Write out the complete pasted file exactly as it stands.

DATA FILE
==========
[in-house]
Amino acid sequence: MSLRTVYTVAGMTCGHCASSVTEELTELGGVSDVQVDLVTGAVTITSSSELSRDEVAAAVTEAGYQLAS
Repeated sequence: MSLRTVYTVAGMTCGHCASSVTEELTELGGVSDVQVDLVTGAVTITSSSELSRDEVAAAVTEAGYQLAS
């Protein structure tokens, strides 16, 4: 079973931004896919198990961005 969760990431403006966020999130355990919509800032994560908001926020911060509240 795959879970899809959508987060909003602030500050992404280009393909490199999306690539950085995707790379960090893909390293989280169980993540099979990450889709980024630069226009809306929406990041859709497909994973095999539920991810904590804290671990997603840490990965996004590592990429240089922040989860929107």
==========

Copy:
[in-house]
Amino acid sequence: MSLRTVYTVAGMTCGHCASSVTEELTELGGVSDVQVDLVTGAVTITSSSELSRDEVAAAVTEAGYQLAS
Repeated sequence: MSLRTVYTVAGMTCGHCASSVTEELTELGGVSDVQVDLVTGAVTITSSSELSRDEVAAAVTEAGYQLAS
């Protein structure tokens, strides 16, 4: 079973931004896919198990961005 969760990431403006966020999130355990919509800032994560908001926020911060509240 795959879970899809959508987060909003602030500050992404280009393909490199999306690539950085995707790379960090893909390293989280169980993540099979990450889709980024630069226009809306929406990041859709497909994973095999539920991810904590804290671990997603840490990965996004590592990429240089922040989860929107």